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Contribute to your member publications

By Susan Ferrer, sferrer@inbar.org, ISBA director of communications & editor of Res Gestae

In 1956, ISBA President Tom Scanlon created a publications committee to upgrade The Bulletin, a mimeographed newsletter, which, in fact, was a legal-size sheet of paper that was nothing more than a calendar. Volunteer lawyer-editors and a small bar staff went to work, and the newly named Res Gestae was published, for the first time, in November of that year.
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We’ve come a long way baby, and yet its mission remains the same as in year one: to be a magazine with an emphasis on legal topics of practical value to lawyers.

Let’s talk content:

Section and/or committee columns are in the neighborhood of 1,500 words, have fewer endnotes and do not necessitate the rigorous review by members of the Written Publications Committee. Longer-treatment articles, upwards to 3,500 words, typically have a gazillion endnotes and are subject to a review process that can last a couple of months or more before a publication date is set.

Sections and committees with columns include ADR, Appellate Practice, Bankruptcy & Creditors’ Rights, Criminal Justice, Probate, Trust & Real Property and Wellness.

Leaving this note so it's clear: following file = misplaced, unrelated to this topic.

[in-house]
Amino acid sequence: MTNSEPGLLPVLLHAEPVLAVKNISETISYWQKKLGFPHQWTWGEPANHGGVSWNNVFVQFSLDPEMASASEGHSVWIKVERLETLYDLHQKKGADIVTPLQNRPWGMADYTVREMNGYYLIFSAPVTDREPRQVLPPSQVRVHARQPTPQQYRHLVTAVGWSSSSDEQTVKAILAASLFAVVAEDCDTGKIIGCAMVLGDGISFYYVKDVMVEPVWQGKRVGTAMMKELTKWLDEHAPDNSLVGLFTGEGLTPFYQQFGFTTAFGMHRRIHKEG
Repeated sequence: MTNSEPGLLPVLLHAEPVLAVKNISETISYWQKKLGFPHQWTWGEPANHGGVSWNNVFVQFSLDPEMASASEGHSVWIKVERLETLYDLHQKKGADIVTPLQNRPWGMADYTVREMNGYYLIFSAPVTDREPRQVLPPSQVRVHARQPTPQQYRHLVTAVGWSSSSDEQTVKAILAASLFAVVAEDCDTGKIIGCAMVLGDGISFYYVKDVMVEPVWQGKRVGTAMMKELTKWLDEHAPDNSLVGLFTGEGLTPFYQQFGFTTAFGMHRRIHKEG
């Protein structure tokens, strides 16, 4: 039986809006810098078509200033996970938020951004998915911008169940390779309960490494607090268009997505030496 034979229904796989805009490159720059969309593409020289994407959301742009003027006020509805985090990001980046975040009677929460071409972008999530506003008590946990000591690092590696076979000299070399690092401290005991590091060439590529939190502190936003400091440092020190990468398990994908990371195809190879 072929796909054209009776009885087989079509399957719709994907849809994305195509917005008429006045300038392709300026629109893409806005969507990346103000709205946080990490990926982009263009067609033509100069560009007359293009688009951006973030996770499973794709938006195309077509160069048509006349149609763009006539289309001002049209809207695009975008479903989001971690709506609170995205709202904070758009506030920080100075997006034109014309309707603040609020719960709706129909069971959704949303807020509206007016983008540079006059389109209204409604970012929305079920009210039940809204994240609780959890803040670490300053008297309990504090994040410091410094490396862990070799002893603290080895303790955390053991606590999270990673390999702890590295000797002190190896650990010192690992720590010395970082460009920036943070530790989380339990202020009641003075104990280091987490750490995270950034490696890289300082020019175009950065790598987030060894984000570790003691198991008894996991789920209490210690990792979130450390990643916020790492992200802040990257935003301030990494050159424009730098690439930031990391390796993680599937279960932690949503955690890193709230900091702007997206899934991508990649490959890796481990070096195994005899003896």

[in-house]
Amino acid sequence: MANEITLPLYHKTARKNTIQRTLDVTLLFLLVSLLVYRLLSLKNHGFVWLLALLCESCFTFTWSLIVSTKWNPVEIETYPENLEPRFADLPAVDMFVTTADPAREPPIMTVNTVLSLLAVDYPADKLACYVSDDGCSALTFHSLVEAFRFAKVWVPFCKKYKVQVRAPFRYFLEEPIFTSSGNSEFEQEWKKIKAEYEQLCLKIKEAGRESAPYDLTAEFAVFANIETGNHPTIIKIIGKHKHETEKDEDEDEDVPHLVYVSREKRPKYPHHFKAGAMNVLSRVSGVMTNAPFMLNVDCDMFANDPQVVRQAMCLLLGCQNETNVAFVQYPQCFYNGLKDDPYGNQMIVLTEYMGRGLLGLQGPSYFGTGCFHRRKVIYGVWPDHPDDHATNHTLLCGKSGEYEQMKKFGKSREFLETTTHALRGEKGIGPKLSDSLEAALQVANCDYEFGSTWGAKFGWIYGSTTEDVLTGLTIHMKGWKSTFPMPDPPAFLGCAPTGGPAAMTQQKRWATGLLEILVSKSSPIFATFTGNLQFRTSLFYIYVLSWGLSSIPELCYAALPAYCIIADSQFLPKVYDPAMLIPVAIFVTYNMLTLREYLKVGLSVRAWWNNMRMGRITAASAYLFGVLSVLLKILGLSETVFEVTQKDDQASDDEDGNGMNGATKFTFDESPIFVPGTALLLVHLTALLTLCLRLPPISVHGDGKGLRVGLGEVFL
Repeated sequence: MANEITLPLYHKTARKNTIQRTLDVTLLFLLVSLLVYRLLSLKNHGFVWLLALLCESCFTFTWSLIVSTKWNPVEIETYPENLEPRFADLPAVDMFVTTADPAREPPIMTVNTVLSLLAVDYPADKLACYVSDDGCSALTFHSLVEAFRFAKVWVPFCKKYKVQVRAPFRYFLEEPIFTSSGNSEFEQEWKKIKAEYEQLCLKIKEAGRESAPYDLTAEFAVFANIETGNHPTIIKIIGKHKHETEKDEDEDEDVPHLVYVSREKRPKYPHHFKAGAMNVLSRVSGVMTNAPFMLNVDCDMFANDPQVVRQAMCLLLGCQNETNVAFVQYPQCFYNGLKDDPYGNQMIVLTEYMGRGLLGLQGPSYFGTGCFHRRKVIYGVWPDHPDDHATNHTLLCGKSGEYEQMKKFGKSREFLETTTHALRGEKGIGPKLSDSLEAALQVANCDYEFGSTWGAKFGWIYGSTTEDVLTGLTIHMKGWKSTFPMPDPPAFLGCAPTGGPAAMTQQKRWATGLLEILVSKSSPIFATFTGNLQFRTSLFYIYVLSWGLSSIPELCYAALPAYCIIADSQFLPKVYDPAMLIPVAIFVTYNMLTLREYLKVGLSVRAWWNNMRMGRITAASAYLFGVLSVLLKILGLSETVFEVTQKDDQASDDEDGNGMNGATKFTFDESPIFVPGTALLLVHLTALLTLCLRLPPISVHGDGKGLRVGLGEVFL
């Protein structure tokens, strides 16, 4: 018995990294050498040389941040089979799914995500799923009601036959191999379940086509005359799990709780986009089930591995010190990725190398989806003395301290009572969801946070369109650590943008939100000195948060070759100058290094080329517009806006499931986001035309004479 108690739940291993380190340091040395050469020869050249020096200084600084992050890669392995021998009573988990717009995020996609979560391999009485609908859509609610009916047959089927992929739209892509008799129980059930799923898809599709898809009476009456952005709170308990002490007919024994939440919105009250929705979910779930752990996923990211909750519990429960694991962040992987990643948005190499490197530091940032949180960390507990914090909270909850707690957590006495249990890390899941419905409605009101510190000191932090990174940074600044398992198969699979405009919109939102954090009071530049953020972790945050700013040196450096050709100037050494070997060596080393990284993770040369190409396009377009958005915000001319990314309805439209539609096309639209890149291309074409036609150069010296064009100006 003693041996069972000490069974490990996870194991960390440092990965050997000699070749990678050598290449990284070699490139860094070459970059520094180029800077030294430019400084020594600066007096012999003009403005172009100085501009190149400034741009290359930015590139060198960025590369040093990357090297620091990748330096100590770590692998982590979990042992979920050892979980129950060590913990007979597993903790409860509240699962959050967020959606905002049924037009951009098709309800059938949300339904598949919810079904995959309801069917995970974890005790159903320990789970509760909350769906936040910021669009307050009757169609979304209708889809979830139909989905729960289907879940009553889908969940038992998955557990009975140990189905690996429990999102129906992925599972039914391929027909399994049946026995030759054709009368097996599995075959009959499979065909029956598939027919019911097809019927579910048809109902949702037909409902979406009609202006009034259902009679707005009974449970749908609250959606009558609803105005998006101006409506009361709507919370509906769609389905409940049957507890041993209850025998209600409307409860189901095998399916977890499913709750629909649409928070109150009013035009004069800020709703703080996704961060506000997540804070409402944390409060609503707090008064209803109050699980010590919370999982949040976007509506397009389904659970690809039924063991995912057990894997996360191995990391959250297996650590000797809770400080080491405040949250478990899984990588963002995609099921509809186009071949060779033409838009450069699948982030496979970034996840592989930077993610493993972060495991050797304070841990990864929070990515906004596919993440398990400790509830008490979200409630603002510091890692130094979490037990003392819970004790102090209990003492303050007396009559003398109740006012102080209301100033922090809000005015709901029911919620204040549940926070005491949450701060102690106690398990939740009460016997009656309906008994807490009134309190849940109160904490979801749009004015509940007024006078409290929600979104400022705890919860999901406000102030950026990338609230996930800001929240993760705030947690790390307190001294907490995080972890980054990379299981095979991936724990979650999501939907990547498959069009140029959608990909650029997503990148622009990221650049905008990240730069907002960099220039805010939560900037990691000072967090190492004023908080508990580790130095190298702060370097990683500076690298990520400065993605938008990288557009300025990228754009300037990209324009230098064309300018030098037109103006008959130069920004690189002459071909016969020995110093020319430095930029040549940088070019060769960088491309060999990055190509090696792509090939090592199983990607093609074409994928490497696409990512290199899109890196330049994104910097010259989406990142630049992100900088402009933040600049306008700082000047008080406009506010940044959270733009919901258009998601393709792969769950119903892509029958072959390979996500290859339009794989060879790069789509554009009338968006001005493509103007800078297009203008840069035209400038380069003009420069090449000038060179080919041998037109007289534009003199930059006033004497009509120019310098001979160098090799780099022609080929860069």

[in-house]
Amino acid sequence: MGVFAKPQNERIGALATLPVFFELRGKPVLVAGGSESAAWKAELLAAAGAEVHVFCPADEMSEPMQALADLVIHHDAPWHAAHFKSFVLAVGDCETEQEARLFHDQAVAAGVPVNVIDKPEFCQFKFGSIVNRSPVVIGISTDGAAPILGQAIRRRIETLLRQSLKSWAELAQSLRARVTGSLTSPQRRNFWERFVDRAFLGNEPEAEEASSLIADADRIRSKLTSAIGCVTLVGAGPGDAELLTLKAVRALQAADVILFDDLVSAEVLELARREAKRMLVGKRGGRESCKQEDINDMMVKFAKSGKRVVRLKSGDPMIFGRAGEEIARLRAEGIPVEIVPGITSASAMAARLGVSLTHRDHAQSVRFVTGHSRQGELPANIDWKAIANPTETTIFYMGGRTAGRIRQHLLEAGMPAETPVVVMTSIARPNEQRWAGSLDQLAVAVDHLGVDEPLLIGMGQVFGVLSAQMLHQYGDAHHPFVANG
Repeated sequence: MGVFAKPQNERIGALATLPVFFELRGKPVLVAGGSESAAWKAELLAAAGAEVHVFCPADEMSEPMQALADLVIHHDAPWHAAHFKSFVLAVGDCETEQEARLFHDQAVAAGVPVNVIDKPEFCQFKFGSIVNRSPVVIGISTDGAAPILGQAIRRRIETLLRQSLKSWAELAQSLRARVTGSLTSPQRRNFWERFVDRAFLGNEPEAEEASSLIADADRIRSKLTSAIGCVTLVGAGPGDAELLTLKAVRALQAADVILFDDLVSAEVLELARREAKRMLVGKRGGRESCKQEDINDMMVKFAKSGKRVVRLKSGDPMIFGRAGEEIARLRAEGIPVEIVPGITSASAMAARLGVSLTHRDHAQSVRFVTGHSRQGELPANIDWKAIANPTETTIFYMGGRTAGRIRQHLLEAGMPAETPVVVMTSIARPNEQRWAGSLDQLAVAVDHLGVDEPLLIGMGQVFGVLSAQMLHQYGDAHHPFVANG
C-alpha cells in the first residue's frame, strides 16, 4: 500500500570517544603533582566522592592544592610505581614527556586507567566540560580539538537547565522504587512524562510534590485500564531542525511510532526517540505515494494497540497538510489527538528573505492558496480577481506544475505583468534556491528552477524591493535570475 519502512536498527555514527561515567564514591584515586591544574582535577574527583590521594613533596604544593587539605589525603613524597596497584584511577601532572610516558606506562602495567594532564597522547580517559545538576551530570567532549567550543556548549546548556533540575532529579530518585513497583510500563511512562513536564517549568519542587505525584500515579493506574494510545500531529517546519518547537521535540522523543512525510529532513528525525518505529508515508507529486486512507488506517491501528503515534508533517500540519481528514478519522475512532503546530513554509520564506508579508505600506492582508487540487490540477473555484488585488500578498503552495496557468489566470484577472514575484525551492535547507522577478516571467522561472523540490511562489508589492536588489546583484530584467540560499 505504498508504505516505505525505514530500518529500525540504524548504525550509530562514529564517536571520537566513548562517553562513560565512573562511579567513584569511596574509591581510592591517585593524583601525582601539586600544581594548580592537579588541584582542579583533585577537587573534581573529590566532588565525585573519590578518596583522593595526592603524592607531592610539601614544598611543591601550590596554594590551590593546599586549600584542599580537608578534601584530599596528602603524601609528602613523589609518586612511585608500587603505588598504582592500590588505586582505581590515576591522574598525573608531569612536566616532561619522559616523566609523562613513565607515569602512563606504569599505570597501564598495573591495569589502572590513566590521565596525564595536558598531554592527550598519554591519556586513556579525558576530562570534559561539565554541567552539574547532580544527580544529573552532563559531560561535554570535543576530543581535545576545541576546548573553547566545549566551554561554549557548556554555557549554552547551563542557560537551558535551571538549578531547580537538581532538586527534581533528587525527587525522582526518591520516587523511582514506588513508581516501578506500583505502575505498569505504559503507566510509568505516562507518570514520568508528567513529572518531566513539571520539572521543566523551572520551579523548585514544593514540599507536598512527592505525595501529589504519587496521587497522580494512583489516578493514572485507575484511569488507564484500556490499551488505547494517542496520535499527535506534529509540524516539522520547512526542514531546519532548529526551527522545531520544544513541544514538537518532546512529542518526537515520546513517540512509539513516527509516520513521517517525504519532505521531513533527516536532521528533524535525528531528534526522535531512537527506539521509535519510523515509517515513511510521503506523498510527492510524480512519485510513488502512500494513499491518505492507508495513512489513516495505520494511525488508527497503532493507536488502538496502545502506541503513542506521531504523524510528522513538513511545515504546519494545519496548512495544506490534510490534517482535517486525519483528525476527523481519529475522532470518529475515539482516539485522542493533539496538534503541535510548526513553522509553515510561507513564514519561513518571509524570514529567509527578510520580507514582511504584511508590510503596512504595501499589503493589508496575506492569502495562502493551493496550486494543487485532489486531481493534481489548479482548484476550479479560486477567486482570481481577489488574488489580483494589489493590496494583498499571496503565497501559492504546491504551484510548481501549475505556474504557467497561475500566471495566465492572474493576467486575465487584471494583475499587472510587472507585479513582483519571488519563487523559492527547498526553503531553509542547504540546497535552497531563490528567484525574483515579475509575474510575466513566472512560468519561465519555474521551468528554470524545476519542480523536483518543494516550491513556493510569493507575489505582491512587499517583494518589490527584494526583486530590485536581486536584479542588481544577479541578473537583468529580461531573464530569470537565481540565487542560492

My message to sections or committees that don’t have either a periodic newsletter – print or electronic – or a current column in the magazine: Res Gestae is here for you!

Consider writing an article of modest length that deals with need-to-know matters in your area of practice: legislation, proposed or new rules, practice tips, hot topics. We can even include information about upcoming CLE if there’s time to promote it in the magazine, although our other communication channels may be better suited for such time-sensitive marketing.

Please consider generating a column even if only two or three times a year. The magazine needs you – it’s your publication – consider yourself part of the editorial staff and work with your chair in submitting copy to Res Gestae.

On to newsletters, print & electronic:

If you have the ambition and resources, I would encourage print. Your budget, along with volunteer editors and writers, will dictate frequency, but however many you produce in a year’s time, a section newsletter is arguably the best benefit of membership going.

If your section is small in size and revenue, producing a newsletter is not out of reach. We can still create the newsletter but save on printing and postage by converting it to a PDF and creating a link to circulate to your members. The Young Lawyers Section does both: It publishes two print versions of the YLS Network and two electronic ones.

Routine content includes a message from the chair and sometimes the editor, case law updates, promotion of programming (CLEs, receptions, etc.), how-to articles, current legislation, practice tips and more. Once your staff liaisons receive all of your copy, we lay it out, you review it, and then we produce it in whatever form your section or committee can afford.

Communication is the key to recruiting and maintaining our membership. We’re here to help in any way possible!

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